BOLLES, JAMES A. (2 May 1810-19 Sept. 1894), controversial rector of Trinity Church from 1855-59, was born in Norwich, Conn., the son of Ralph and Happy (Branch) Bolles. After graduating from Trinity College in Hartford (1830) and studying at the General Seminary in New York, in 1834 Bolles became an Episcopal priest and rector of St. James Church in Batavia, N.Y. In 1853, primarily through Samuel L. Mather, Bolles became rector of Trinity Church in Cleveland. Opposed to the evangelical movement, Bolles advocated written sermons and practices associated with the Catholic church, strongly objecting to the mass conversions of revival meetings and arguing against the interdenominational movement, which he considered superficial. Bolles engaged in public, published debate with the Episcopal bishop of Ohio over such issues, drawing national church attention.
Within a few months of Bolles's coming to Trinity, the church burned down. Bolles provided the leadership to rebuild it. During his ministry, Bolles emphasized charity and implemented systematic giving and the founding of 2 mission churches. He advocated the free church system, including free (as opposed to rented) pews, and in 1859 resigned when the vestry refused to make Trinity a free parish, with his congregation already divided over his advocation of daily services and other Catholic practices. In 1859, Bolles became rector of the Church of the Advent in Boston, but returned to Cleveland in 1871 as a senior canon at Trinity Church for many years. Bolles wrote Vade Mecum: A Manual for Pastoral Use, used by a generation of pastors.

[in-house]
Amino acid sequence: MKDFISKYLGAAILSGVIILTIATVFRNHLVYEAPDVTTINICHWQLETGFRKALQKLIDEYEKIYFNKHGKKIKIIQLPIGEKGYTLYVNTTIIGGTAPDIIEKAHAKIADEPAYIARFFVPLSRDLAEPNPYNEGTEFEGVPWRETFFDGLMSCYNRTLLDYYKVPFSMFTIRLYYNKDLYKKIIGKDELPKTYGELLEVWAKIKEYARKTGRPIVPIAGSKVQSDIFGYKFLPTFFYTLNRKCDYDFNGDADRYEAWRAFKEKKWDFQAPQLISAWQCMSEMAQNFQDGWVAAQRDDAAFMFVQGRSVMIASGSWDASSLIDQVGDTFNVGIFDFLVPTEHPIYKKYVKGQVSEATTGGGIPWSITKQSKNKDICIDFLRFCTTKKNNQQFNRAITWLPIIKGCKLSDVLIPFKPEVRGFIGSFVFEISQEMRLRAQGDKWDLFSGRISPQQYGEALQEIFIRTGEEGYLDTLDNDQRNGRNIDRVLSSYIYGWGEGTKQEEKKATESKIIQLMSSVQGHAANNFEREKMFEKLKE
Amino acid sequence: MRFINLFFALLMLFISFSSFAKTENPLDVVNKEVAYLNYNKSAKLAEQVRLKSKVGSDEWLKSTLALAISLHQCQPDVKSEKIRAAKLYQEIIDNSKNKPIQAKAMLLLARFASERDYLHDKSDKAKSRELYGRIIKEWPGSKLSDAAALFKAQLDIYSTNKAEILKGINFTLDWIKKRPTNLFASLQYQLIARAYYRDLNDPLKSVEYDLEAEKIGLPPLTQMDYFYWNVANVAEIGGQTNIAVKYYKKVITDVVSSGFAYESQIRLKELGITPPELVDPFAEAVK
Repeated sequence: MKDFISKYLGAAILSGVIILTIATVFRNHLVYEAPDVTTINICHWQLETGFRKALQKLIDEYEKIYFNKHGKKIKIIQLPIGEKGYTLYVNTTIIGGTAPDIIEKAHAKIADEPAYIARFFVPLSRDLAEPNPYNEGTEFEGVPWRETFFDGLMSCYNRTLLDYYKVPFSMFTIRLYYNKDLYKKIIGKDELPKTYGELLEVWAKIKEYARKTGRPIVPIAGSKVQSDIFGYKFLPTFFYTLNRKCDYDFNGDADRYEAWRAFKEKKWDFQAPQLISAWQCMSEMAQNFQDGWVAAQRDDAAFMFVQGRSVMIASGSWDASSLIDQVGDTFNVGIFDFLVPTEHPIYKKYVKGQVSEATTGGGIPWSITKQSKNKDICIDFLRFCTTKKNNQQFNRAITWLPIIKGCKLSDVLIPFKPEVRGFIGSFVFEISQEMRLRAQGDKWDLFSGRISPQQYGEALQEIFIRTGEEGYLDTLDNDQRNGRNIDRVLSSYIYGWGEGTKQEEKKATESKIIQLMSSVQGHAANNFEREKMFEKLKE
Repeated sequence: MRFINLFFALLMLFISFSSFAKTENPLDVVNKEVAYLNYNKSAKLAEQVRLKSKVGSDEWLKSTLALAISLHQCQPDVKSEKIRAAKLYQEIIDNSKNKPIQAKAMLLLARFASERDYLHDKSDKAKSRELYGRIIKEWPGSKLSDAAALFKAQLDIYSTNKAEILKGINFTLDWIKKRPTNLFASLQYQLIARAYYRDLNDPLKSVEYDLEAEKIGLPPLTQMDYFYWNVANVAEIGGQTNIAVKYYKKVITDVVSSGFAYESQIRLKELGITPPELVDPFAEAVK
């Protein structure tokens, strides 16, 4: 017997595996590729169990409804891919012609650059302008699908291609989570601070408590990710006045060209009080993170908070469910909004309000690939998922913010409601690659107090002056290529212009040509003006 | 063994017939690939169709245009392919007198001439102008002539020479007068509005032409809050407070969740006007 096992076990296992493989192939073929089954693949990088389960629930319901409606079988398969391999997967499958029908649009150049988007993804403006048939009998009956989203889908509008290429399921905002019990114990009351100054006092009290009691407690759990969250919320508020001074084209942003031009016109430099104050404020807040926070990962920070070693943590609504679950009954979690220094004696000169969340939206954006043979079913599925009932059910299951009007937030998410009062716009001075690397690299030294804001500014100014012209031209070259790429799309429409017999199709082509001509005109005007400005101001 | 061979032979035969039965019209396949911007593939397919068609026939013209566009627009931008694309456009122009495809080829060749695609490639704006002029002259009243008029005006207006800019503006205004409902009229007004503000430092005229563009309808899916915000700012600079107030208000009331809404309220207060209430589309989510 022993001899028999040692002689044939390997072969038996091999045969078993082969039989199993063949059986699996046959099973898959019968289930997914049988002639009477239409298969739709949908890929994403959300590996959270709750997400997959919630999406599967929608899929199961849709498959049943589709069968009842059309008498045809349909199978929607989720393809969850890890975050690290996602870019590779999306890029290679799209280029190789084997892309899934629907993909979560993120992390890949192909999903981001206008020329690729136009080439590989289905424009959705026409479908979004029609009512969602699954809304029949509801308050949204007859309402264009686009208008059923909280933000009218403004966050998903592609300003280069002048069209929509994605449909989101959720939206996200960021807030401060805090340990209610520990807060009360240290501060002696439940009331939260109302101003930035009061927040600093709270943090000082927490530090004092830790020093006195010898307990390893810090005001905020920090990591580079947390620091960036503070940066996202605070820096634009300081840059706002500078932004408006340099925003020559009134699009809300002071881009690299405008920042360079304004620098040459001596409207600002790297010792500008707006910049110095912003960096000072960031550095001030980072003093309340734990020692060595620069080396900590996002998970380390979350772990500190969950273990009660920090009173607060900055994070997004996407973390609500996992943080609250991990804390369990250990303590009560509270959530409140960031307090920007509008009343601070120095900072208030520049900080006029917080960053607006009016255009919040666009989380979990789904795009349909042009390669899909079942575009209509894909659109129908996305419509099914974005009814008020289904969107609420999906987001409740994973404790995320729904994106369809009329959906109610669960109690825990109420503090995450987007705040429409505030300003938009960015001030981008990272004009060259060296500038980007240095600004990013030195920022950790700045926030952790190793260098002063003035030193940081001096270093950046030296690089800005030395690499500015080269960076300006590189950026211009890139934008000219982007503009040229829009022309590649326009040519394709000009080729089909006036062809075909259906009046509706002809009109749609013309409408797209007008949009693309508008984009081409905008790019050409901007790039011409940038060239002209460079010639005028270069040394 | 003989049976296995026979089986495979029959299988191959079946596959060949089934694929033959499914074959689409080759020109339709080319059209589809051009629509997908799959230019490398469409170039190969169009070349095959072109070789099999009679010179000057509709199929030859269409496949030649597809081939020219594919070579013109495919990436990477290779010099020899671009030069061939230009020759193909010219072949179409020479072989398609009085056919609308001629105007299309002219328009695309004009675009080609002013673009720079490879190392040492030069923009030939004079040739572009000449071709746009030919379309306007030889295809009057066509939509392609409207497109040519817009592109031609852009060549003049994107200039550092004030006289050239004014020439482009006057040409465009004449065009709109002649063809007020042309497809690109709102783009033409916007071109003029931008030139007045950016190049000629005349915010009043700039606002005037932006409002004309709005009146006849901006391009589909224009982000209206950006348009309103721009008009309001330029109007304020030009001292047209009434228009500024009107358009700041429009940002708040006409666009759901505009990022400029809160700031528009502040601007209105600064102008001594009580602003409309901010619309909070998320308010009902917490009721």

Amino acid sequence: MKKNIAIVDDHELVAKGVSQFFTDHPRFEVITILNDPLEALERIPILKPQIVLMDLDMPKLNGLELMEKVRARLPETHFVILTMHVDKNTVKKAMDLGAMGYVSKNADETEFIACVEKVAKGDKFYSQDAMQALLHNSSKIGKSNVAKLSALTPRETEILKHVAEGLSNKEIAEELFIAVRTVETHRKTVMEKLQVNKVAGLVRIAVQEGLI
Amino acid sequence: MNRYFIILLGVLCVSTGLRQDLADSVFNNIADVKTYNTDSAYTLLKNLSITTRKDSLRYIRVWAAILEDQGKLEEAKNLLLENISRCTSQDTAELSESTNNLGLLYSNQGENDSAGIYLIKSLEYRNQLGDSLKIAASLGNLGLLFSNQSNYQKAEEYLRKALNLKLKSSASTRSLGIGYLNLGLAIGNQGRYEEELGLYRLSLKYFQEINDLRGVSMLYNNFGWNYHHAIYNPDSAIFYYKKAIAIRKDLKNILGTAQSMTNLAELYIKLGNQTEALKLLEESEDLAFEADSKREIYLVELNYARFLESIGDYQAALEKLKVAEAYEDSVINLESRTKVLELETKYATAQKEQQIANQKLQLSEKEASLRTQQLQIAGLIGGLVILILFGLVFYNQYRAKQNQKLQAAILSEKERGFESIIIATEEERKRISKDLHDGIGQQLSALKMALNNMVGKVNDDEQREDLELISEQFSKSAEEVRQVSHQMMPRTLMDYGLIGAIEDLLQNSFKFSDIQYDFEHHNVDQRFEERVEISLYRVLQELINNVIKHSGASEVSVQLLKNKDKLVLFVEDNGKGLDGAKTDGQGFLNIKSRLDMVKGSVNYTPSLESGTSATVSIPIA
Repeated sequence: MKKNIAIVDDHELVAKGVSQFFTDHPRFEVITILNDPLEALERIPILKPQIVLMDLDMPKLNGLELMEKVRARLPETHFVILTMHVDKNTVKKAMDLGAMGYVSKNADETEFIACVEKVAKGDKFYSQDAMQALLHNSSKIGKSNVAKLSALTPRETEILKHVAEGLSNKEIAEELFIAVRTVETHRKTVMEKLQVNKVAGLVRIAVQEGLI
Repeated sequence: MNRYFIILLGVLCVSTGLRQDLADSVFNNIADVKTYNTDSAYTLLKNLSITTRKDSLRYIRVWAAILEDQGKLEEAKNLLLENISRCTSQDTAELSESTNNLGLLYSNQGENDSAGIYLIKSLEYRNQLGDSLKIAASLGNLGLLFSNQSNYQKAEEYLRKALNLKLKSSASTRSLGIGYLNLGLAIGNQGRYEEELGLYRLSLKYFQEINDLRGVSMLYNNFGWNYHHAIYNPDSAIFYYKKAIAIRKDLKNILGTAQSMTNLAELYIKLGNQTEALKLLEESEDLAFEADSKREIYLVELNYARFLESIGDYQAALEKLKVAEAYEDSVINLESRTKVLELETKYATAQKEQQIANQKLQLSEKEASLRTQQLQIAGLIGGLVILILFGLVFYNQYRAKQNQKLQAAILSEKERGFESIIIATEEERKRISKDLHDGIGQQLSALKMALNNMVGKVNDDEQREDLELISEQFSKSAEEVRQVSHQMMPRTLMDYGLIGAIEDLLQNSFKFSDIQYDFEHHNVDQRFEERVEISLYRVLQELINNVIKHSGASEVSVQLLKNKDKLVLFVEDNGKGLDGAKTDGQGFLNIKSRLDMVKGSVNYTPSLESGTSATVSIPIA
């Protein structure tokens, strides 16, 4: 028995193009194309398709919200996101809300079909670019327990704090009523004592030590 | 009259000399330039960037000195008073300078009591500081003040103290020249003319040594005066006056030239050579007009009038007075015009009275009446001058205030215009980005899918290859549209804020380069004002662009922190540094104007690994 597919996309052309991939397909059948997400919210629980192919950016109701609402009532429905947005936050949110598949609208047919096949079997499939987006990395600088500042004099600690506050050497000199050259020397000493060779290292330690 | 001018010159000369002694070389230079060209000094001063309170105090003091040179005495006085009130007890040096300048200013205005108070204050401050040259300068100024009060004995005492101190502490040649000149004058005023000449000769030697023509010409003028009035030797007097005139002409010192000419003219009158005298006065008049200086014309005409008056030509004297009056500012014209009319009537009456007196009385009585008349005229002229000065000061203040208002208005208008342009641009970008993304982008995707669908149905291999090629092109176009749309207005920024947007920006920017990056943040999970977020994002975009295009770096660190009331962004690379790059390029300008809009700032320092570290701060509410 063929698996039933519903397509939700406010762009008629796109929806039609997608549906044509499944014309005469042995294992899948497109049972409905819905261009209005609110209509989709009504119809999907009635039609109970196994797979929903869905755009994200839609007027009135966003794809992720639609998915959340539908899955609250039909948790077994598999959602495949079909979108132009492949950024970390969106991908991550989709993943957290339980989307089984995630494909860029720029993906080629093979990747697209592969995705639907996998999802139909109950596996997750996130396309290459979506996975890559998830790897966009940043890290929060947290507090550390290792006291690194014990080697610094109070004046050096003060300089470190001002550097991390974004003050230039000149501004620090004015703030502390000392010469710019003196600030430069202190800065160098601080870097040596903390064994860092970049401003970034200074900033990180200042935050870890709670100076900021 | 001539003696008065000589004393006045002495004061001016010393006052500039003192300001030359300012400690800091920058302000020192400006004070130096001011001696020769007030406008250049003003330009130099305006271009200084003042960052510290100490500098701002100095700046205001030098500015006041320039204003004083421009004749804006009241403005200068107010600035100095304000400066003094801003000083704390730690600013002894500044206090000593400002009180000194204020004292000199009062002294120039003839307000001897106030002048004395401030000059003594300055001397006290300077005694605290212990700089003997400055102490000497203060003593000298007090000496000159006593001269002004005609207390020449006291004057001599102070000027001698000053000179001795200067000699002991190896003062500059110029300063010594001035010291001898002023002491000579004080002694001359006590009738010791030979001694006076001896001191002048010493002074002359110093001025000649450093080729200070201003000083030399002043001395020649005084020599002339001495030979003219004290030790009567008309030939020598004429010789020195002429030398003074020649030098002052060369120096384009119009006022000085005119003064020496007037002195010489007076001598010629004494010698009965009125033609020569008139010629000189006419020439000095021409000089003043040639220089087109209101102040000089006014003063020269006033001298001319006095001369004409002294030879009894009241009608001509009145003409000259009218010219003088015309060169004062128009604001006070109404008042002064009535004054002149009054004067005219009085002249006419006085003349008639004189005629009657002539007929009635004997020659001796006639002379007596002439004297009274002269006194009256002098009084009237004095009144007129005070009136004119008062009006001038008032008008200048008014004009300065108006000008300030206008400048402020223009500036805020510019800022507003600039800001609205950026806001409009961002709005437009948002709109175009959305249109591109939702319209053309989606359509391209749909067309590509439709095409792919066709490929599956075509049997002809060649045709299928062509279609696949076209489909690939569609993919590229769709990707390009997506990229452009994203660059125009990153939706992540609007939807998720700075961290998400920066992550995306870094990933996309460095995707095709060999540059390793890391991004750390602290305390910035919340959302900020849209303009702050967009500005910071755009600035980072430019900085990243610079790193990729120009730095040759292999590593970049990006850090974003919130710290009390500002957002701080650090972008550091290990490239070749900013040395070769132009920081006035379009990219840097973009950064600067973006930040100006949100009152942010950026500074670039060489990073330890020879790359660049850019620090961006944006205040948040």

Married twice, Bolles' first marriage was in 1833 to his cousin Mary Frances Bolles (d. 1849); they had 3 children: Abby, Constance, and Kendrick. His second marriage was to Martha Elizabeth Evans in 1850; they had a daughter, Mary Frances. Bolles was buried in LAKE VIEW CEMETERY.
Pierce, Roderic Hall. Trinity Cathedral (1967).